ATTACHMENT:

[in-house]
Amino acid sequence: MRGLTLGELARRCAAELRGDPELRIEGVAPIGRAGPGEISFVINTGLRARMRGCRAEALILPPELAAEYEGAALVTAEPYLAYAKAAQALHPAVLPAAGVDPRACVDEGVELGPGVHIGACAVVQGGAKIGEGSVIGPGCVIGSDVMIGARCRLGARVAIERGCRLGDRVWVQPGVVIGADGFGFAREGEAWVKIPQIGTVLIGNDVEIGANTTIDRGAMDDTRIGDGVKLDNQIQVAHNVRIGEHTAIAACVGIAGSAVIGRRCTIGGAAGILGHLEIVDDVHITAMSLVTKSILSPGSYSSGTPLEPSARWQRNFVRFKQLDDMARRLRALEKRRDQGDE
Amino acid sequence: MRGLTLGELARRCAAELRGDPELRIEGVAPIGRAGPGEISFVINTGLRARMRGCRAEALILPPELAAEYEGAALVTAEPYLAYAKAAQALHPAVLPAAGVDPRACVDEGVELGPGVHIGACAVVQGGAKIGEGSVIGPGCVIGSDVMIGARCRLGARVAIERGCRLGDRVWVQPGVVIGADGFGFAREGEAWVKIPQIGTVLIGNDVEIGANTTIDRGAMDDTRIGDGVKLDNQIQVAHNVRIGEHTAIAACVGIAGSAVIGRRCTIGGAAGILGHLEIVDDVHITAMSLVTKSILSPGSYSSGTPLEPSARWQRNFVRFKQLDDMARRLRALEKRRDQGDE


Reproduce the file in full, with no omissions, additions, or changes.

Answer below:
[in-house]
Amino acid sequence: MRGLTLGELARRCAAELRGDPELRIEGVAPIGRAGPGEISFVINTGLRARMRGCRAEALILPPELAAEYEGAALVTAEPYLAYAKAAQALHPAVLPAAGVDPRACVDEGVELGPGVHIGACAVVQGGAKIGEGSVIGPGCVIGSDVMIGARCRLGARVAIERGCRLGDRVWVQPGVVIGADGFGFAREGEAWVKIPQIGTVLIGNDVEIGANTTIDRGAMDDTRIGDGVKLDNQIQVAHNVRIGEHTAIAACVGIAGSAVIGRRCTIGGAAGILGHLEIVDDVHITAMSLVTKSILSPGSYSSGTPLEPSARWQRNFVRFKQLDDMARRLRALEKRRDQGDE
Amino acid sequence: MRGLTLGELARRCAAELRGDPELRIEGVAPIGRAGPGEISFVINTGLRARMRGCRAEALILPPELAAEYEGAALVTAEPYLAYAKAAQALHPAVLPAAGVDPRACVDEGVELGPGVHIGACAVVQGGAKIGEGSVIGPGCVIGSDVMIGARCRLGARVAIERGCRLGDRVWVQPGVVIGADGFGFAREGEAWVKIPQIGTVLIGNDVEIGANTTIDRGAMDDTRIGDGVKLDNQIQVAHNVRIGEHTAIAACVGIAGSAVIGRRCTIGGAAGILGHLEIVDDVHITAMSLVTKSILSPGSYSSGTPLEPSARWQRNFVRFKQLDDMARRLRALEKRRDQGDE